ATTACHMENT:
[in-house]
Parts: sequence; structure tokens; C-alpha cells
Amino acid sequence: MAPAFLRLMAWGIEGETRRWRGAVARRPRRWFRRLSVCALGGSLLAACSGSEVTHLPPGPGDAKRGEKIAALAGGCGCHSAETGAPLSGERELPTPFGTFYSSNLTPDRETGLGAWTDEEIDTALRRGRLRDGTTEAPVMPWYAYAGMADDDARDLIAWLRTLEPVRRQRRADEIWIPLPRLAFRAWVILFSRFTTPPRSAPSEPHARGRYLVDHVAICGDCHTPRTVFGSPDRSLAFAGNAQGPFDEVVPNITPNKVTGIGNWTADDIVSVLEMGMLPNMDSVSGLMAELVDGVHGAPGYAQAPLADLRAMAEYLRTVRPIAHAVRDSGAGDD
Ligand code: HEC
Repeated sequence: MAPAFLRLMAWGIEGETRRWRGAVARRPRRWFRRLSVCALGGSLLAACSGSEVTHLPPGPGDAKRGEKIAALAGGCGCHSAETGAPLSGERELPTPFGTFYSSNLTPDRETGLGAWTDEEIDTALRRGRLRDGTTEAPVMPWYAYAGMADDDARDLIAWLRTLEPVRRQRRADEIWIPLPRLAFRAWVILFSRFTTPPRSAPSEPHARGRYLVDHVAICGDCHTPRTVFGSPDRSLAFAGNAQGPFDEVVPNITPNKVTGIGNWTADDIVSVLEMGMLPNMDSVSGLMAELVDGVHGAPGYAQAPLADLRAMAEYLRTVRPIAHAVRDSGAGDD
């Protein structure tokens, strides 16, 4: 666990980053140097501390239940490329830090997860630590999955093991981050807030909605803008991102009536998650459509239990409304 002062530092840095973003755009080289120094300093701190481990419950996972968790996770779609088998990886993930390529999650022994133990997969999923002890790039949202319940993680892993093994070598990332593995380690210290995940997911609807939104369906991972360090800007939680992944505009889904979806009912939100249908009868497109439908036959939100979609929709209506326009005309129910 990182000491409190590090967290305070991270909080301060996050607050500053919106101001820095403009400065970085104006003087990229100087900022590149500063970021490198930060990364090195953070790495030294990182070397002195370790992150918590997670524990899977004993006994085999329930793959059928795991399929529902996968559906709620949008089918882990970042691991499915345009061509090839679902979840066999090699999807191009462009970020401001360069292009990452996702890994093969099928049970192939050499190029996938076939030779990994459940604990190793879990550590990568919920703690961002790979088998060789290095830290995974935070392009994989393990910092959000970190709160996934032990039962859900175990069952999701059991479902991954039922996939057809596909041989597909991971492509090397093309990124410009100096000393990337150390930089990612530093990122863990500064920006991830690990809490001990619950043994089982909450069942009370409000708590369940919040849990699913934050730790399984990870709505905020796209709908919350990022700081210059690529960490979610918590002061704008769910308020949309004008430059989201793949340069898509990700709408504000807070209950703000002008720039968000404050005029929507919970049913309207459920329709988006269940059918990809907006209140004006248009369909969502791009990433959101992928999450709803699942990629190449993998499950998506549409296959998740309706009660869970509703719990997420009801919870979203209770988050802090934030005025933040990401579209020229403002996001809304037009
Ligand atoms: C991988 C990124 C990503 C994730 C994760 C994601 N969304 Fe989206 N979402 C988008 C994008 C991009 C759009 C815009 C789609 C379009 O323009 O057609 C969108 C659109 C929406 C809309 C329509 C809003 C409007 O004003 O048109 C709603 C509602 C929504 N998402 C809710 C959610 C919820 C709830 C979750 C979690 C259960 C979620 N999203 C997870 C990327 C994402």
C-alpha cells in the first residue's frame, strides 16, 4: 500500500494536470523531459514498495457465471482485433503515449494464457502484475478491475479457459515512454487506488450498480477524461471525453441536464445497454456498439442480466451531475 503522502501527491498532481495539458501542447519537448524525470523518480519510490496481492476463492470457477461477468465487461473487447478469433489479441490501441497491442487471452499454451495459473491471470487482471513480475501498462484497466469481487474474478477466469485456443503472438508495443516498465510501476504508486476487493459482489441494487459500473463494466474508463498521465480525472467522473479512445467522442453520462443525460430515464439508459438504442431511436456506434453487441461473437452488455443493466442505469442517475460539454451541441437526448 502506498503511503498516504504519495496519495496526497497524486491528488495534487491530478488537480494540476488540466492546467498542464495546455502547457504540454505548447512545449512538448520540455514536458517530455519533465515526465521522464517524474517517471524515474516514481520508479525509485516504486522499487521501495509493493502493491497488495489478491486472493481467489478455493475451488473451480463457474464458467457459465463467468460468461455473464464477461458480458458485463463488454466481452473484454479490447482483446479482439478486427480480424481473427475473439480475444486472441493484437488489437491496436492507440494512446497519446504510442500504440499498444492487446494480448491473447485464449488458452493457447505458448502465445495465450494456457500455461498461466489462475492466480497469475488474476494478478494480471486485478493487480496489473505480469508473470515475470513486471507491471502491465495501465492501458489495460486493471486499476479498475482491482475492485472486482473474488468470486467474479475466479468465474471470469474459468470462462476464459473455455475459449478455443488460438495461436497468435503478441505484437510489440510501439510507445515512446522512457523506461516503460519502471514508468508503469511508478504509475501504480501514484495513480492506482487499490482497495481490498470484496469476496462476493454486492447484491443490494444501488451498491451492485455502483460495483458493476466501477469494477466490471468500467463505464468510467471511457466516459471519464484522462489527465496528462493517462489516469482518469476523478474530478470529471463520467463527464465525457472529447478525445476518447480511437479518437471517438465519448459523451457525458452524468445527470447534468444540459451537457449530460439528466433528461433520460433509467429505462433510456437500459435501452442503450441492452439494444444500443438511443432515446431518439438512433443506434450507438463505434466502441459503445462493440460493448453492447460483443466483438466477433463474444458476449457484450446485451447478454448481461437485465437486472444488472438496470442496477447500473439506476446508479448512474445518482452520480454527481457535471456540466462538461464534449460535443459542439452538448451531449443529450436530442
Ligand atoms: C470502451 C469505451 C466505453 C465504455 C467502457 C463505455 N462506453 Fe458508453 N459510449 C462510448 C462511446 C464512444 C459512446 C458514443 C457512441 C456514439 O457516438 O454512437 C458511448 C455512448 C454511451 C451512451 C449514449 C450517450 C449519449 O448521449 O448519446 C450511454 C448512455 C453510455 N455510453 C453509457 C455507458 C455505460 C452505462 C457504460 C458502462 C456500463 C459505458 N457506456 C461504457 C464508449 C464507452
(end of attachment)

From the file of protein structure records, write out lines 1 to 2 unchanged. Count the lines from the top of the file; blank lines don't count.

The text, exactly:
[in-house]
Parts: sequence; structure tokens; C-alpha cells